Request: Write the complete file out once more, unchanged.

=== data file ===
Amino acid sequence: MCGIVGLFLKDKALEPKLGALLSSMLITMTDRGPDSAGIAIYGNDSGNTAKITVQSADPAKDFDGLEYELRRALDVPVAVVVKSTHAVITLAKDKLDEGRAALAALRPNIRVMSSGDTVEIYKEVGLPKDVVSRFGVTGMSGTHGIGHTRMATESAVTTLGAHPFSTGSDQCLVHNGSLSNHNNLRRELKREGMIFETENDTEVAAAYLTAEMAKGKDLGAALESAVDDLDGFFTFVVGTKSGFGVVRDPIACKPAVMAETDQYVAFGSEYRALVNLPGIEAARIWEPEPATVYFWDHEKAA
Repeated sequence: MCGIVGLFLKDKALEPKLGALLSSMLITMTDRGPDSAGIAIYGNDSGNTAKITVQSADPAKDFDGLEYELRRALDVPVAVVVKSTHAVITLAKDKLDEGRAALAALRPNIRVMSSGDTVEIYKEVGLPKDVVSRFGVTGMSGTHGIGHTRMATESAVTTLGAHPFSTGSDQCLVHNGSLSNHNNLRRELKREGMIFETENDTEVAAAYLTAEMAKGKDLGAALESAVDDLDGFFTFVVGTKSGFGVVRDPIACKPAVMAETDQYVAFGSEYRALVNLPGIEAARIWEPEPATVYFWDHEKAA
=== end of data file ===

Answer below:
Amino acid sequence: MCGIVGLFLKDKALEPKLGALLSSMLITMTDRGPDSAGIAIYGNDSGNTAKITVQSADPAKDFDGLEYELRRALDVPVAVVVKSTHAVITLAKDKLDEGRAALAALRPNIRVMSSGDTVEIYKEVGLPKDVVSRFGVTGMSGTHGIGHTRMATESAVTTLGAHPFSTGSDQCLVHNGSLSNHNNLRRELKREGMIFETENDTEVAAAYLTAEMAKGKDLGAALESAVDDLDGFFTFVVGTKSGFGVVRDPIACKPAVMAETDQYVAFGSEYRALVNLPGIEAARIWEPEPATVYFWDHEKAA
Repeated sequence: MCGIVGLFLKDKALEPKLGALLSSMLITMTDRGPDSAGIAIYGNDSGNTAKITVQSADPAKDFDGLEYELRRALDVPVAVVVKSTHAVITLAKDKLDEGRAALAALRPNIRVMSSGDTVEIYKEVGLPKDVVSRFGVTGMSGTHGIGHTRMATESAVTTLGAHPFSTGSDQCLVHNGSLSNHNNLRRELKREGMIFETENDTEVAAAYLTAEMAKGKDLGAALESAVDDLDGFFTFVVGTKSGFGVVRDPIACKPAVMAETDQYVAFGSEYRALVNLPGIEAARIWEPEPATVYFWDHEKAA